All Australians are urged to consider how they can help ensure everyone gets home safely during National Road Safety Week as we honour and remember the lives lost on our roads.
Deputy Prime Minister and Minister for Infrastructure, Transport and Regional Development Michael McCormack said National Road Safety Week brings focus to how we can work together to save lives and prevent serious injuries on our roads.
“The beginning of National Road Safety Week is an important date to me, as I’m sure it is to Australians across the country, as we reflect on the profound impact road crashes have on the community,” the Deputy Prime Minister said.
“To start this week on Sunday 15 November, we will pause to remember the approximately 1,200 lives lost on Australian roads each year.”
Mr McCormack said road safety was everyone’s responsibility and the Australian Government was working hard to put Australia on a path to achieve ‘Vision Zero’ by 2050.
“We take our role in this seriously which is why we committed $500 million for targeted road safety upgrades as part of our infrastructure stimulus package in June, as well as a $2 billion Road Safety Program in the 2020-21 Budget,” he said.
“A significant part of the new infrastructure program will apply life-saving mesures to roads in regional areas starting in the New Year, making a very real benefit to road safety.
“We have also committed $5.5 million over four years for a new National Road Safety Data Hub to assemble an invaluable national picture on safety to make sure we are targeting the areas most in need.”
Mr McCormack said this week wais also a chance to recognise the work of Peter Frazer and the SARAH Group (Safer Australian Roads and Highways), who founded the National Road Safety Week in 2013.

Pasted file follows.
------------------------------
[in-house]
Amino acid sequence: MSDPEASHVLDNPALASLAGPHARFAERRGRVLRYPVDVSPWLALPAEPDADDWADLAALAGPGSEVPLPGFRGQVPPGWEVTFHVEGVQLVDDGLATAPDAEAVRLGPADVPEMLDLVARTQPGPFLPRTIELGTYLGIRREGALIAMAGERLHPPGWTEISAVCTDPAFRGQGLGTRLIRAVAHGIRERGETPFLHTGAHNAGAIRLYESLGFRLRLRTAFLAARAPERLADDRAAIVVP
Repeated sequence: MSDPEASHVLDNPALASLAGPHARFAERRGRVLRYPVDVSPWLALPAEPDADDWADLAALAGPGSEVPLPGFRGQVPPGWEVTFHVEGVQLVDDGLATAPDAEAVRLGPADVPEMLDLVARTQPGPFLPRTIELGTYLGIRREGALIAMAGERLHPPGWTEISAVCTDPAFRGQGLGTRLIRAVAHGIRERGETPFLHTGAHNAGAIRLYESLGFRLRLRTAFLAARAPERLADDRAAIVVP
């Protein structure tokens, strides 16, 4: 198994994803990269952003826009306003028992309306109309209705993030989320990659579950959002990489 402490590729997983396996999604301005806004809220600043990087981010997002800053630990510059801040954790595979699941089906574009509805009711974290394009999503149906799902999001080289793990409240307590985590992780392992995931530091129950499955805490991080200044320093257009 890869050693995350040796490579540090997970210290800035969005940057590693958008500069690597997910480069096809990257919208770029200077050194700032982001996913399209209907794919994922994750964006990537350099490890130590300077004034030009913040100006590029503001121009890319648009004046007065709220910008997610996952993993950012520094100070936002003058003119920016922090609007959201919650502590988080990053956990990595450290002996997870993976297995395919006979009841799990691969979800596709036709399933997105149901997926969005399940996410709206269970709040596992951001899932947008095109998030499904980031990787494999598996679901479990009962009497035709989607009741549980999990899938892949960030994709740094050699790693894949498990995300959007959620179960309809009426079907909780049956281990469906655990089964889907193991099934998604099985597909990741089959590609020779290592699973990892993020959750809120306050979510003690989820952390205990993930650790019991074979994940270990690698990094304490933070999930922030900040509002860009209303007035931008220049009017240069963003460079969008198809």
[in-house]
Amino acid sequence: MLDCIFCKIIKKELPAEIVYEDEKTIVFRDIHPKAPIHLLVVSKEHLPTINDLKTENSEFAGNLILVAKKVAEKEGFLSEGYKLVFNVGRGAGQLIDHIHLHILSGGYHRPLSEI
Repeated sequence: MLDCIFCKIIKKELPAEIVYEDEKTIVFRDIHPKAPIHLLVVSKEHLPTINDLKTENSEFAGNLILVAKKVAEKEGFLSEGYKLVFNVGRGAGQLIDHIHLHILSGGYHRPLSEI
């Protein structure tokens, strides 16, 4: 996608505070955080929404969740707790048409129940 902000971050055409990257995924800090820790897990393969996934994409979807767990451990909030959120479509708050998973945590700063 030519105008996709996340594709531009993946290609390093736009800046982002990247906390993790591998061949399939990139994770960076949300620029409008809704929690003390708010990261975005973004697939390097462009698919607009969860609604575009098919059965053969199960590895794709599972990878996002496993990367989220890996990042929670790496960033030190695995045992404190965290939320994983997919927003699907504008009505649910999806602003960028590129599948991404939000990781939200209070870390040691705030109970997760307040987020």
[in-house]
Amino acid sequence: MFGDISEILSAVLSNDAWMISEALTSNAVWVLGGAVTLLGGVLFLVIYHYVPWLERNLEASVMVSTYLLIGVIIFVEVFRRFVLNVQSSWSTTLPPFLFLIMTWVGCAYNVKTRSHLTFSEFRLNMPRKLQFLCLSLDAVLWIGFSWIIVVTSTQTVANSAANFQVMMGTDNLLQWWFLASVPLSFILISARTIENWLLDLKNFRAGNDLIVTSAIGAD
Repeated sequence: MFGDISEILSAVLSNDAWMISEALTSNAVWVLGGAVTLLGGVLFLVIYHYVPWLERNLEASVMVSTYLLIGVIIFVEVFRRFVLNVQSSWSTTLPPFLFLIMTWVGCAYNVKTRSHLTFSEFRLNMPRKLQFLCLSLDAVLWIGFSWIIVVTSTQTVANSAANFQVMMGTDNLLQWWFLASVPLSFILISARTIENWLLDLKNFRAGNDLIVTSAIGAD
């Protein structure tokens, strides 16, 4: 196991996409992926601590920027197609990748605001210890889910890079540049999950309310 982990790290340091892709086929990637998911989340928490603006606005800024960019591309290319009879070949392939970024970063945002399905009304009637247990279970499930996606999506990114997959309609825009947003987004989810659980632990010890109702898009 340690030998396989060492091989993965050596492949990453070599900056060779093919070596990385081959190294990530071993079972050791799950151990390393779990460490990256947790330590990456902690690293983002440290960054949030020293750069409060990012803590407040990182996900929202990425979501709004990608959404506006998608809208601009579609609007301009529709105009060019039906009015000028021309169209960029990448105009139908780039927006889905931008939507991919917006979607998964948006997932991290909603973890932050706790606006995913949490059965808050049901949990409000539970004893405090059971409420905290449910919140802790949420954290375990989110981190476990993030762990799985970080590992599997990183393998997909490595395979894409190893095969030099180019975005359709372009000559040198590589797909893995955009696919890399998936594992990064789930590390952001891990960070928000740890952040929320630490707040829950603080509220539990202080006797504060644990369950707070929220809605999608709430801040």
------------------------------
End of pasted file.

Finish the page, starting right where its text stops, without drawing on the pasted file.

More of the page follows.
SARAH is named in honour of Peter’s daughter Sarah, who was tragically killed on the Hume Highway in 2012.
“SARAH’s main focus is protecting vulnerable road users, particularly emergency services personnel and first responders on roads and roadsides, which is why each day this week will highlight a specific theme such as pedestrians or riders,” Mr McCormack said.
“The light shone on road safety during this week will be a welcome reminder to think about how we can actively protect each other on the roads to ensure we all get home safely to our loved ones.”
Assistant Minister for Road Safety and Freight Transport Scott Buchholz said National Road Safety Week was a timely reminder that far too many people are dying or being injured on our roads.
“Every year across the world, around 1.35 million people will die in road traffic deaths,” Mr Buchholz said.
“Those statistics represent more than just the tragic loss of life. They represent a horrifying number of people left hurting – children, parents, siblings, friends, colleagues and first responders.
“We will remember the lives lost on our roads and we pay tribute to the dedicated emergency crews, police and medical professionals, who deal daily with the traumatic aftermath of road crashes.
“While the first responders in Australia should be acknowledged and thanked every day, I am proud that this week they will receive the national recognition they deserve.
“But ultimately, the way we can repay the best, is to drive safe every single time we get behind the wheel, be it a car, bike, bus or truck.
“So this week, the aim is to keep road safety front of mind, so if you see a local or national landmark being lit up in yellow, remember those lost on our roads and take the opportunity to talk about the importance of road safety.
“Let the yellow landmarks remind us to look after ourselves, our passengers and others on the roads.
“Even one death on our roads is one too many, which is why the work we are doing on the next National Road Safety Strategy 2021-2030, in conjunction with our investments in safer roads, is so important.”
Sarah President Peter Frazer said the central concept behind the Week was to remember that everyone had a right to get home safely to their loved ones – every day, no exceptions.
“In making this a reality, each of us has an important role to play and by coming together we can significantly reduce those avoidable deaths and serious injuries that occur on Australia’s roads every single day,” Mr Frazer said.
“So each time you turn that key you have an opportunity to publicly demonstrate that you are a road safety champion. So make that choice and drive others to survive.”
Other National Road Safety Week events include the display of yellow ribbons, an online pledge by drivers to promise to drive without distraction, and community competitions to promote road safety.
For more information on National Road Safety Week and how to get involved, visit www.roadsafetyweek.com.au.
More information on Australian Government road safety initiatives is available at www.officeofroadsafety.gov.au.
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